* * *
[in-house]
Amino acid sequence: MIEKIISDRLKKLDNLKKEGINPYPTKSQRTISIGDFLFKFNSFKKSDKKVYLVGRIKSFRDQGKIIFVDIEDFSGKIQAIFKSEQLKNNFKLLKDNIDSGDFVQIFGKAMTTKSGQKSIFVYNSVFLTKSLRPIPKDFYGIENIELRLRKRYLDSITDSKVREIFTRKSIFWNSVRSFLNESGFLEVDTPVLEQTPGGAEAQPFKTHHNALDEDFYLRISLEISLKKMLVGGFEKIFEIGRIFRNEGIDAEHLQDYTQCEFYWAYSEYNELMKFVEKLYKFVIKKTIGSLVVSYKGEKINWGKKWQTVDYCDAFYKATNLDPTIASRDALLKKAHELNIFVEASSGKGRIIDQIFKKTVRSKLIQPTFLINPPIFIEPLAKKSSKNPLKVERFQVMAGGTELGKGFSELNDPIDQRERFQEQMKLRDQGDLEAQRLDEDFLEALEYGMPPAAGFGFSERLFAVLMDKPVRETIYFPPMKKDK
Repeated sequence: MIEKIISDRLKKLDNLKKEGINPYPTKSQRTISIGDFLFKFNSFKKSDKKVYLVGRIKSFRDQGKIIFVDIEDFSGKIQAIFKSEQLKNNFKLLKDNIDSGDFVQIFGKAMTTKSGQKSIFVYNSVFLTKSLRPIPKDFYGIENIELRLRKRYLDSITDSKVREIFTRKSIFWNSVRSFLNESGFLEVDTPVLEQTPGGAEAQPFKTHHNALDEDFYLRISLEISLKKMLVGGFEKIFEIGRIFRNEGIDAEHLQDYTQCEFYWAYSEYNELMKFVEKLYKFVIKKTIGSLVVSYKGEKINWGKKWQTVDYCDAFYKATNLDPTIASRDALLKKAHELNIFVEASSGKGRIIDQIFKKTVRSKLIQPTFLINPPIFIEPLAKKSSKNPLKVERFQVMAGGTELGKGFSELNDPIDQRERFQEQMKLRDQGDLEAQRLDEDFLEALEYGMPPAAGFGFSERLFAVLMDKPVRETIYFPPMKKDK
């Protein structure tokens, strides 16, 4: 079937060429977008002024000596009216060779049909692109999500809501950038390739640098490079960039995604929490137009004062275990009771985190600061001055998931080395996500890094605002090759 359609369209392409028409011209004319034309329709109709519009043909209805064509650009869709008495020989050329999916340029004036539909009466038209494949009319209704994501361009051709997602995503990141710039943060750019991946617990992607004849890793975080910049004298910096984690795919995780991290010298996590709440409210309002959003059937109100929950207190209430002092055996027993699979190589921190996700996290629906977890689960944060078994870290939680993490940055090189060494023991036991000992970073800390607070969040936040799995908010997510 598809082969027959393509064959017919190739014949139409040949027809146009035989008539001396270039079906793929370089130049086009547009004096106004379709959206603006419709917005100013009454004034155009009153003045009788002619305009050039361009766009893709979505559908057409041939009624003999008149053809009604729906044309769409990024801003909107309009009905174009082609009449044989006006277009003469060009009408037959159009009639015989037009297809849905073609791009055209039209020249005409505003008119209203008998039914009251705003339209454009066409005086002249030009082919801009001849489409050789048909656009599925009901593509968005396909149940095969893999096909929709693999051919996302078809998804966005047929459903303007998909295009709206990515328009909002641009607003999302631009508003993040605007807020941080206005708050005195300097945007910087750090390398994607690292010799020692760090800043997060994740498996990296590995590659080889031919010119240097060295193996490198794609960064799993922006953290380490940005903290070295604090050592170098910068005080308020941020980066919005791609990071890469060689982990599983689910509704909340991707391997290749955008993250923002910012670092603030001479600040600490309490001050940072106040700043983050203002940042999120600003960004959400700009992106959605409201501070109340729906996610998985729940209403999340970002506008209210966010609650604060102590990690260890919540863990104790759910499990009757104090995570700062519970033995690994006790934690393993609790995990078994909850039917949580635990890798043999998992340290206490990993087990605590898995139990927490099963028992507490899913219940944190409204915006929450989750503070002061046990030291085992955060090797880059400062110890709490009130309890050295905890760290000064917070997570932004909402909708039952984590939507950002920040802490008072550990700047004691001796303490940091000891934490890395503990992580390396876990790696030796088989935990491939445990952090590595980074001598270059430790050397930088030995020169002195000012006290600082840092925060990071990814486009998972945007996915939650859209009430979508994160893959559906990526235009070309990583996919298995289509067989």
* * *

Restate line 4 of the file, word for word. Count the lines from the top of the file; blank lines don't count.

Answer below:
């Protein structure tokens, strides 16, 4: 079937060429977008002024000596009216060779049909692109999500809501950038390739640098490079960039995604929490137009004062275990009771985190600061001055998931080395996500890094605002090759 359609369209392409028409011209004319034309329709109709519009043909209805064509650009869709008495020989050329999916340029004036539909009466038209494949009319209704994501361009051709997602995503990141710039943060750019991946617990992607004849890793975080910049004298910096984690795919995780991290010298996590709440409210309002959003059937109100929950207190209430002092055996027993699979190589921190996700996290629906977890689960944060078994870290939680993490940055090189060494023991036991000992970073800390607070969040936040799995908010997510 598809082969027959393509064959017919190739014949139409040949027809146009035989008539001396270039079906793929370089130049086009547009004096106004379709959206603006419709917005100013009454004034155009009153003045009788002619305009050039361009766009893709979505559908057409041939009624003999008149053809009604729906044309769409990024801003909107309009009905174009082609009449044989006006277009003469060009009408037959159009009639015989037009297809849905073609791009055209039209020249005409505003008119209203008998039914009251705003339209454009066409005086002249030009082919801009001849489409050789048909656009599925009901593509968005396909149940095969893999096909929709693999051919996302078809998804966005047929459903303007998909295009709206990515328009909002641009607003999302631009508003993040605007807020941080206005708050005195300097945007910087750090390398994607690292010799020692760090800043997060994740498996990296590995590659080889031919010119240097060295193996490198794609960064799993922006953290380490940005903290070295604090050592170098910068005080308020941020980066919005791609990071890469060689982990599983689910509704909340991707391997290749955008993250923002910012670092603030001479600040600490309490001050940072106040700043983050203002940042999120600003960004959400700009992106959605409201501070109340729906996610998985729940209403999340970002506008209210966010609650604060102590990690260890919540863990104790759910499990009757104090995570700062519970033995690994006790934690393993609790995990078994909850039917949580635990890798043999998992340290206490990993087990605590898995139990927490099963028992507490899913219940944190409204915006929450989750503070002061046990030291085992955060090797880059400062110890709490009130309890050295905890760290000064917070997570932004909402909708039952984590939507950002920040802490008072550990700047004691001796303490940091000891934490890395503990992580390396876990790696030796088989935990491939445990952090590595980074001598270059430790050397930088030995020169002195000012006290600082840092925060990071990814486009998972945007996915939650859209009430979508994160893959559906990526235009070309990583996919298995289509067989």